2 MR. SESELJ: [Interpretation]
3 Q. Will you answer my question? Please try. Did I say at that
4 meeting that all children from mixed marriages should be killed off?
5 A. I heard with my own ears that you said mixed marriages should be
7 Q. And children killed?
8 A. I didn't hear anything about children, because as you said, I am
9 very talkative myself and Milena was standing next to me, a child of a
10 mixed marriage; and it didn't hurt me so much because of Milena but
11 because of my own sister who is in a mixed marriage and has two children,
12 so I started talking to her immediately. I didn't hear about children,
13 but you did say that mixed marriages between Croats and Serbs should be
14 broken up.
15 Q. And who was at that rally from your own family?
16 A. Well, I don't have to tell you that.
17 Q. You do have to tell me.
18 A. My niece. There were others, but she is the most important.
19 Q. Was your brother there?
20 A. My brother lives on one end, I live on another. I repeat to you
21 that I was on the street where my house is.
22 Q. And how many people attended that rally?
23 A. About a thousand, give or take.
24 Q. So was your brother at the rally or not? Did you see him?
25 A. Can you really see every face in such a big crowd? I believe he
1 was there.
2 Q. Was he or wasn't he?
3 A. I believe he was.
4 Q. Did you talk to your brother at any time after the rally about
5 the things you heard?
6 A. The whole village talked, not just my brother and I. Everybody
7 talked about it.
8 JUDGE ANTONETTI: [Interpretation] It's 12.00, and I believe we
9 should break for 20 minutes.
10 We'll resume at 12.20. We'll finish at 1.15.
11 I think you have used up 25 minutes already, you'll have 35
12 minutes left, so normally we shall be able to finish on time.
13 --- Recess taken at 12.01 p.m.
14 --- On resuming at 12.24 p.m.
15 JUDGE ANTONETTI: [Interpretation] The court is back in session.
16 Mr. Seselj, you have the floor.
17 MR. SESELJ: [Interpretation]
18 Q. Ms. Paulic, you said at one point that in my speech at that
19 rally, I read a list of names. How come that I, as the president of a
20 political party coming to a rally, read a list of names of inhabitants of
21 Hrtkovci who should be expelled? Doesn't that sound tragic comic to you,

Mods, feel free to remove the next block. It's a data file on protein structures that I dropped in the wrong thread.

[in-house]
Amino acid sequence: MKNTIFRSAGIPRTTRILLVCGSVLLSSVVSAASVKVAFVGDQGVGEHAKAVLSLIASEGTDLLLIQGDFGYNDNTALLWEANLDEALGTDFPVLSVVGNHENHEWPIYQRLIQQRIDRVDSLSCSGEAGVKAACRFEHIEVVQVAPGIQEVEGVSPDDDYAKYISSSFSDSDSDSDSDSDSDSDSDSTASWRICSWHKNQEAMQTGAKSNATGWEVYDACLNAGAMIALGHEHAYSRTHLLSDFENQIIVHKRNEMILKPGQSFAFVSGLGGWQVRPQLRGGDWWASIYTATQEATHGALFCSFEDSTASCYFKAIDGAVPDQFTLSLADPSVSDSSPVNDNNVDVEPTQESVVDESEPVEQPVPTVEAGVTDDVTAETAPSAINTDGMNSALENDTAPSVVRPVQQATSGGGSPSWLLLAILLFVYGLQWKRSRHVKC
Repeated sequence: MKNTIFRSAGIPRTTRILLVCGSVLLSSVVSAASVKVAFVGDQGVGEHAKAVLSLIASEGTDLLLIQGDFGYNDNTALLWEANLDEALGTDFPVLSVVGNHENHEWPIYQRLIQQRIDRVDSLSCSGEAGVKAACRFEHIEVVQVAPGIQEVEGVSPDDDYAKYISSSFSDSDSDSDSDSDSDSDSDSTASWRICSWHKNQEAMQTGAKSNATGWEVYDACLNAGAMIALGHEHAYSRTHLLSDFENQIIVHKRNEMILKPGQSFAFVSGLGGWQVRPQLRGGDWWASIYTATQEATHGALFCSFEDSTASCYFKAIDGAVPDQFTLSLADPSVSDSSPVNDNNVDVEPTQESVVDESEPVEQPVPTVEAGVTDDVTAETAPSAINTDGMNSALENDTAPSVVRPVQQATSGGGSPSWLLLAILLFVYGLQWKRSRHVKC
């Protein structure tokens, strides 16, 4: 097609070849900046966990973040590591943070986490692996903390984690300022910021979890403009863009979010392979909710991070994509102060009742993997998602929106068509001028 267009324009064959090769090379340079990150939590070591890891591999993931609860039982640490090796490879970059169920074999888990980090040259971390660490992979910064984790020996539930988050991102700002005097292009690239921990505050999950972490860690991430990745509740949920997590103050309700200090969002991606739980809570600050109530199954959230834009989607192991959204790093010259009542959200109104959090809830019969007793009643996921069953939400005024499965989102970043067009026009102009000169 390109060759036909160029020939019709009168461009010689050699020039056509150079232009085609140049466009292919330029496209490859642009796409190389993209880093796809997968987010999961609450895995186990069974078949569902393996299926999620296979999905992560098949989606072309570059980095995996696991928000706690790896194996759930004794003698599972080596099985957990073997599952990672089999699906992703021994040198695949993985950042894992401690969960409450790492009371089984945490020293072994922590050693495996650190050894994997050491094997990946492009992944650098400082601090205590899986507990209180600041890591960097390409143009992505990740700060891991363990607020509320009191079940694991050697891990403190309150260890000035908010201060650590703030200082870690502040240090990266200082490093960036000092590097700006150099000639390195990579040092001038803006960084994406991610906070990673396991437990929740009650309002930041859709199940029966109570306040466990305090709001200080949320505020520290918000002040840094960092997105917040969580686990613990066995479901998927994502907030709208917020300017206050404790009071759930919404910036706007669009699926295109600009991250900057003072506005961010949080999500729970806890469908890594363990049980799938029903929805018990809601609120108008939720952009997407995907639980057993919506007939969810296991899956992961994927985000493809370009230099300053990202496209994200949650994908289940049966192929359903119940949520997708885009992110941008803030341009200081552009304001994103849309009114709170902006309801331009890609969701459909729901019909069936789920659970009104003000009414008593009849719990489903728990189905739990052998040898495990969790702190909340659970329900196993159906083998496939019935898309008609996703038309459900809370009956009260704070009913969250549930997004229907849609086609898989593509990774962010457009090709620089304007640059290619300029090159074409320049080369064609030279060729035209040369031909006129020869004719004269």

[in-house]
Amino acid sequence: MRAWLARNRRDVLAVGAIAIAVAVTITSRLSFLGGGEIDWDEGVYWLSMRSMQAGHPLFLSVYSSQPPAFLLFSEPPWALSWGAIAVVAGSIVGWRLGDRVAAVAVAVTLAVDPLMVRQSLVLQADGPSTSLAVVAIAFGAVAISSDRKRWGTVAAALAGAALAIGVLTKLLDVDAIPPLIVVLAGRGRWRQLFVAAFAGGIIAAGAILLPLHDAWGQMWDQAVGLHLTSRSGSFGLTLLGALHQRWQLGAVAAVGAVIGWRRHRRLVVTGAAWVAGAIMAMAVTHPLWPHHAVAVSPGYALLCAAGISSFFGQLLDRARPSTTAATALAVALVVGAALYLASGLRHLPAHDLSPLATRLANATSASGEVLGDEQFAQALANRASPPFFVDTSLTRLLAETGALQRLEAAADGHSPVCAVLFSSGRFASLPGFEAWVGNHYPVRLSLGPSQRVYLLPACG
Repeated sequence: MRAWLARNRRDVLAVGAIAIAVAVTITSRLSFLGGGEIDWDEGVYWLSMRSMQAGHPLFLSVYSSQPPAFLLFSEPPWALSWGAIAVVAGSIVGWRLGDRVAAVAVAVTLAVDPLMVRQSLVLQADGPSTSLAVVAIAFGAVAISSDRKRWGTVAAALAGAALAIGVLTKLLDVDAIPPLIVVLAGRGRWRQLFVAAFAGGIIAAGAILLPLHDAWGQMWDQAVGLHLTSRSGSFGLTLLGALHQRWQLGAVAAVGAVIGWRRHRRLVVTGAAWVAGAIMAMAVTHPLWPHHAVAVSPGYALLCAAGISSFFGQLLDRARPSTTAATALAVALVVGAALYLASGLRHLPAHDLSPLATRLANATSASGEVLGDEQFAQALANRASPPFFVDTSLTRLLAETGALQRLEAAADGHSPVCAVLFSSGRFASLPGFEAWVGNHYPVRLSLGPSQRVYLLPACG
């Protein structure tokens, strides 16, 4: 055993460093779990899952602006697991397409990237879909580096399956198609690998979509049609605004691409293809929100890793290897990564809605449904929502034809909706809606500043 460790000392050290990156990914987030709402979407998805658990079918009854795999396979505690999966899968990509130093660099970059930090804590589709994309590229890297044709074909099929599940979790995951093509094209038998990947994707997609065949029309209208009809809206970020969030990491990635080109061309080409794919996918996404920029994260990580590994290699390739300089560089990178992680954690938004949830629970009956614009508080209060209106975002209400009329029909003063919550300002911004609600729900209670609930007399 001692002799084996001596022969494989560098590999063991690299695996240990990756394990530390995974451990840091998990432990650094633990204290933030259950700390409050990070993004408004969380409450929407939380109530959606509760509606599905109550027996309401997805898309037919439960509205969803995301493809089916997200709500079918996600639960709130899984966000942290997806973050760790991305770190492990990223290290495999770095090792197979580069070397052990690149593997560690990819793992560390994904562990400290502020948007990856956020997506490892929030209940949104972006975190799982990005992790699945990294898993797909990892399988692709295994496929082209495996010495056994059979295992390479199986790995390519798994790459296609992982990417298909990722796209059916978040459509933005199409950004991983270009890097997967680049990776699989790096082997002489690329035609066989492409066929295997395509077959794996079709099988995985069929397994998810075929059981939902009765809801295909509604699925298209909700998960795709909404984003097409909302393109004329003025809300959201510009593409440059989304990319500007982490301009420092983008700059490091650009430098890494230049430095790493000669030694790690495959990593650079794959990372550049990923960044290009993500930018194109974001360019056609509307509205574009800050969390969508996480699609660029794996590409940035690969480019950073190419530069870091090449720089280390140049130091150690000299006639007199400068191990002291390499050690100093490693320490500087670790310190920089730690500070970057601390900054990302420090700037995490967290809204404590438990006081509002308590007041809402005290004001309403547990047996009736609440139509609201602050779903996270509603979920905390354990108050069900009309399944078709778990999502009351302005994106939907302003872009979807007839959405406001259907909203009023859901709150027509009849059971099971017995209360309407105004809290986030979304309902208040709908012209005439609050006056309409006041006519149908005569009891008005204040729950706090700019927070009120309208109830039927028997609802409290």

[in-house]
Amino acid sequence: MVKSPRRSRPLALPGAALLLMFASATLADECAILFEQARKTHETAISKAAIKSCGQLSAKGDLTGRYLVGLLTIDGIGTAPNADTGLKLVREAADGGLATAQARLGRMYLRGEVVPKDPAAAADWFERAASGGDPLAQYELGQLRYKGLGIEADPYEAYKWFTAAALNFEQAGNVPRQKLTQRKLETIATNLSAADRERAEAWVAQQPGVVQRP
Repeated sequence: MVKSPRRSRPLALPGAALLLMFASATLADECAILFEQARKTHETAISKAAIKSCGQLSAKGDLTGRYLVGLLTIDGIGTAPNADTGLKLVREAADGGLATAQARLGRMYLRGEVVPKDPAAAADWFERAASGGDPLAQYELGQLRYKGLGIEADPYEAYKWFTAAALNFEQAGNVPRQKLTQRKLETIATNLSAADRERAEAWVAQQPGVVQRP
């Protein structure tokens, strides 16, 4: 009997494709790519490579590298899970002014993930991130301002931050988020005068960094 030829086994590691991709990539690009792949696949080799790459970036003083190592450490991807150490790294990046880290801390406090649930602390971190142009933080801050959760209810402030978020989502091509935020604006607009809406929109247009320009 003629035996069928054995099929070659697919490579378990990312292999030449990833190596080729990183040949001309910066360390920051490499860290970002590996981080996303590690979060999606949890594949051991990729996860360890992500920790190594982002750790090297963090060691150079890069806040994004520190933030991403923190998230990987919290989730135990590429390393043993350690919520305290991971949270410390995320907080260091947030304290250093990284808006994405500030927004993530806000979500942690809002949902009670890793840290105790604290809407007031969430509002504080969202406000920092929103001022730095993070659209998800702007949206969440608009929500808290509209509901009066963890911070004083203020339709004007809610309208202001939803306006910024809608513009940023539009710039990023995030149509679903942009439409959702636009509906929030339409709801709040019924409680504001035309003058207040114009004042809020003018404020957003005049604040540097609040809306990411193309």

22 ridiculous? It's my electoral campaign. I'm making a political speech,
23 making promises as to what the Serbian Radical Party would do when they
24 come into power; and I also advocate the principle of retorsion, that is,
25 an exchange of population of Croatia
1 many Serbs, we would do the same to Croats, briefly we would do to Croats
2 whatever the Tudjman regime did to Serbs. And then I take out a list of
3 inhabitants of Hrtkovci and read it out? Isn't that a bit ridiculous?
4 Shall I have to wait much longer? The interpretation has
5 finished long ago.
6 A. It was funny to us at the time, but obviously, looking at you, it
7 wasn't funny. You did it all in a politically-organised way.
8 Q. First, we expelled hundreds of thousands of Serbs from Croatia
9 and then we expelled a couple of thousand Croats from Serbia. It was all
10 conceived and designed by us.
11 THE ACCUSED: [Interpretation] Mr. President, would it be possible
12 to turn off the screen in front of Ms. Paulic, where she's following the
13 transcript, so that she can think about answers, because the transcript
14 lags behind the interpretation.
15 JUDGE ANTONETTI: [Interpretation] Madam Witness, don't waste your
16 time looking at the screen. I don't know what you're looking at. Maybe
17 you see myself on the screen, and then there's another screen with text
18 in English that is scrolling. But it's useless for you, unless you need
19 time to think about your answer.
20 THE ACCUSED: [Interpretation] It's not impossible that somebody
21 is sending her answers to my questions. This waiting is very suspicious.